Tarih-i Sultan Bayezid Nasuh al-Silahi al Matraki
A variety of other scenes are also portrayed, including royal hunts, the presentation of gifts to the sultan, and the receptions, of famous people like Admiral Barbarossa and Devlet Giray Han, who was the ruler of the Crimean Tatars.
Besides the matchless illustrations in the Süleymanname, the reign of Süleyman has also left us important examples of portraiture. Turkish portrait painting, which began during the reign of Mehmed the Conqueror but suffered a decline under his immediate successors, was revived during these years by the Turkish navigator Haydar Reis, who used the pseudonym Nigari and whose most important works are preserved in the Topkapı Library. Portraits of Sultan Süleyman, the great Barbarossa, and Sultan Selim II are among his works painted on single sheets. His use of dark green, bordering on black as the backround of his portraits is one of the distinguishing features of the artist’s personal style. Nigari was to become, next to Sinan, the master architect, the greatest Turkish portrait painter. The age of Süleyman the Magnificent made visible to us through the portraits of Nigari, Matraki’s city topographies, and the Süleymanname was an extremely important period in Ottoman miniature painting, firmly establishing its subject matter and giving birth to a new style.
The most characteristic examples of Ottoman miniature art were produced in the second half of the sixteenth century as a result of the patronage of Sultans Selim II (1566-74) and Murad III (1574-95). The reigns of these sultans mark the classical period of Ottoman miniature art and the most productive era in historical painting. Throughout most of these years, the Turkish and Persian works of Seyyid Lokman, the court-appointed Şahnameci, were illustrated in rapid succession by selected painters working in the imperial studio. Foremost among them was the master Osman, the greatest name in Ottoman historical painting and the artist who mostly shaped Turkish miniature art during the classical period. It is known from documentary sources that Osman occupied a position in the court atelier from the first years of Selim II’s reign, becoming its most productive and prominent member during the years 1570-90. In addition to working with Lokman, he was responsible for illustrating the works of other writers as well. For many of these projects, he headed groups of artists chosen from the court atelier and directed their work. In the period from 1558 until 1592, Osman and his team illustrated several of Lokman’s Şahnames, which are written in Persian and in verse. The first of these, which actually dates back to the final years of Süleyman’s reign, is called the Zafername (Book of Victories. DCB, No.413). Lokman’s second “book of kings, the Şahname-i Selim Han”, is concerned with Selim II’s sultanate (TSMK, A.3595). The third is the first volume of the Şehinşahname (Book of the King of Kings) and describes events that occurred between the years 1574-81 during Murad III’s reign (IUK, F.1404). The last Şahname to emerge from this collaboration between Lokman and Osman was the second volume of the Şehinşahname, covering the years 1581-88 of Murad’s reign (TSMK, B.200). These Şahnames, all with the same dimensions and layout, contain more than two hundred miniatures of a documentary nature, detailing important architectural works, military campaigns and major victories, important court ceremonies and celebrations, the sultans’ accession to the throne, and their deaths.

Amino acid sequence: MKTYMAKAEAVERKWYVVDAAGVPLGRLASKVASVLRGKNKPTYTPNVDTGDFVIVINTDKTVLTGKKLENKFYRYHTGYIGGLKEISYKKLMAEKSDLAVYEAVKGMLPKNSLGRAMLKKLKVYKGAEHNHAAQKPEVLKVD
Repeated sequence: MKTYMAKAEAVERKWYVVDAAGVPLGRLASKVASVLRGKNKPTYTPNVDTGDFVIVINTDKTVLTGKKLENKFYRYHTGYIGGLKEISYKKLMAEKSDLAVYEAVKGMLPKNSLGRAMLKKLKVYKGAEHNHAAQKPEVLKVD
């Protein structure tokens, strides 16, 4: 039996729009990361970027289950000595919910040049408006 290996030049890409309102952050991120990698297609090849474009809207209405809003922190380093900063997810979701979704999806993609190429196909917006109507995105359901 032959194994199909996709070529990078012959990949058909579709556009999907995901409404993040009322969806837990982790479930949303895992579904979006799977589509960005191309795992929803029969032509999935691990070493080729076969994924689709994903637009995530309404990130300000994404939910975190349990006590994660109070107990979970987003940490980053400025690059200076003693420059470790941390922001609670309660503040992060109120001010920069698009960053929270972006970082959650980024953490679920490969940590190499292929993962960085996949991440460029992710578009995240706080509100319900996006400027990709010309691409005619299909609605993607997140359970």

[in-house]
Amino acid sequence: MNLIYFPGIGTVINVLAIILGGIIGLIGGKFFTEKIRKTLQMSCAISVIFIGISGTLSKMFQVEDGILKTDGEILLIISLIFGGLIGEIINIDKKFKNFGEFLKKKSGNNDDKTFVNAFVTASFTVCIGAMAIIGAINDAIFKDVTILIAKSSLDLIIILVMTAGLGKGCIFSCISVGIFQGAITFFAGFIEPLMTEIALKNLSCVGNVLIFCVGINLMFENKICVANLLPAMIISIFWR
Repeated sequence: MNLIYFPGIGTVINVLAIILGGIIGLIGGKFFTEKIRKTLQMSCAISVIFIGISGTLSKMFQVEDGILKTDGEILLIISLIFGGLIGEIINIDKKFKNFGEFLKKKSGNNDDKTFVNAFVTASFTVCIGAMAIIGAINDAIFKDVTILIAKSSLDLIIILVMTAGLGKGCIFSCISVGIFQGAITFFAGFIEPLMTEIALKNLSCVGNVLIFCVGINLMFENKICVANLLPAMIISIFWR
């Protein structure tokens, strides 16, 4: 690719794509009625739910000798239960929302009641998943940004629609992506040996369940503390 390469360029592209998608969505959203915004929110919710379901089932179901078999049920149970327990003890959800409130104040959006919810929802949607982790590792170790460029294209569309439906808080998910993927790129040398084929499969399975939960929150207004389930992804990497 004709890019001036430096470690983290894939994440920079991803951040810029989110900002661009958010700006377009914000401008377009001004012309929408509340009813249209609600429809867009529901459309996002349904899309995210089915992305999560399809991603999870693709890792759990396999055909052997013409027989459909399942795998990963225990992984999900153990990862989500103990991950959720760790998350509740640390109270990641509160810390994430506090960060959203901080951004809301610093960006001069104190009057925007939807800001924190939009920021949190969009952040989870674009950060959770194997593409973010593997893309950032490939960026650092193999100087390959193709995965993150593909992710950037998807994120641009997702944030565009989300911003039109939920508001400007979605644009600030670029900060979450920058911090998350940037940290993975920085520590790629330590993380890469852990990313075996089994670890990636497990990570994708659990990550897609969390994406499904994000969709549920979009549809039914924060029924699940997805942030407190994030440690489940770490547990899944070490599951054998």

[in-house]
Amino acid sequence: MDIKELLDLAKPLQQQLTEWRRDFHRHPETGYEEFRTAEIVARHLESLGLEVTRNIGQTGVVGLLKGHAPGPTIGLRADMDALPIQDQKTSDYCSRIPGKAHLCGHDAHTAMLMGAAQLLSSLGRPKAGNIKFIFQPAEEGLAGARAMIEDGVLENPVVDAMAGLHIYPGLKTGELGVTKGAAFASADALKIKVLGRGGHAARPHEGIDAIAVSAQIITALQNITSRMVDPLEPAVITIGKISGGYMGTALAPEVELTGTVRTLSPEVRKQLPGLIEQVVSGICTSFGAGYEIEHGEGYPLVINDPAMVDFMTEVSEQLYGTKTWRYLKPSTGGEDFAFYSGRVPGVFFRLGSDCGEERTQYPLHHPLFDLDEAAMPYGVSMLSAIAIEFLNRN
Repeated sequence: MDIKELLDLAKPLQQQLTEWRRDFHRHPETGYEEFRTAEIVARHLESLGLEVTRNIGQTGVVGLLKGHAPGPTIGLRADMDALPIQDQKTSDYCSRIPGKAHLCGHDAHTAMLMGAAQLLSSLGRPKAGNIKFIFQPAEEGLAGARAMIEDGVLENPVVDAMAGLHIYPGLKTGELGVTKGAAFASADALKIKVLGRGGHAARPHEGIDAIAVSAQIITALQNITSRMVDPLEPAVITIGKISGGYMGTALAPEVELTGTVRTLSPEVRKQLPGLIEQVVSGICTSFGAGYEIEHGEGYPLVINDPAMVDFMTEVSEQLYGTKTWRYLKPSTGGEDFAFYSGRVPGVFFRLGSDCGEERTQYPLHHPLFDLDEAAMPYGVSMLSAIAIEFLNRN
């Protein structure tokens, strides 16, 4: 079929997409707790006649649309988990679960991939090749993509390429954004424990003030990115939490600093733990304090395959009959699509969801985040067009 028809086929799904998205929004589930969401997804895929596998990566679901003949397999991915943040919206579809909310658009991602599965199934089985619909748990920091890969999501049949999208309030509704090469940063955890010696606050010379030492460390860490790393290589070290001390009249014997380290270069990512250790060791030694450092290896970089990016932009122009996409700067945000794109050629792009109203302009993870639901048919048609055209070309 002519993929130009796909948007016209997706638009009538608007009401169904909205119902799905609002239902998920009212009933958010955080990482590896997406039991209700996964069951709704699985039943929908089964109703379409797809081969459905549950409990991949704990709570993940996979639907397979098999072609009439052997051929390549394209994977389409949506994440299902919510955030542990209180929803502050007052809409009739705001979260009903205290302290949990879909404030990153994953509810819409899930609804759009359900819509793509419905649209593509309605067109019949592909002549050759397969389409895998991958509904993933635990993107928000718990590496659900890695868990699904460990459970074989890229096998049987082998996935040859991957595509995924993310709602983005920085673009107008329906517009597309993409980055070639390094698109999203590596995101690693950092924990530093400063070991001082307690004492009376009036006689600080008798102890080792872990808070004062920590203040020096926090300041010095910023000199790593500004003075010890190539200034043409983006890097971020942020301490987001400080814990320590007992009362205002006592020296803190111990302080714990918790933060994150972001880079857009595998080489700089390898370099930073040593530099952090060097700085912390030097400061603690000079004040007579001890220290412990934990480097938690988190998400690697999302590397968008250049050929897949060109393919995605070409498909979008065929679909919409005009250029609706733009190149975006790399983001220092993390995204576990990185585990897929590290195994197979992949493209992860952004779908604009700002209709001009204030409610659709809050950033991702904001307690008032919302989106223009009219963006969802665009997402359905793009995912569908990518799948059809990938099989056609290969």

Ministry of Culture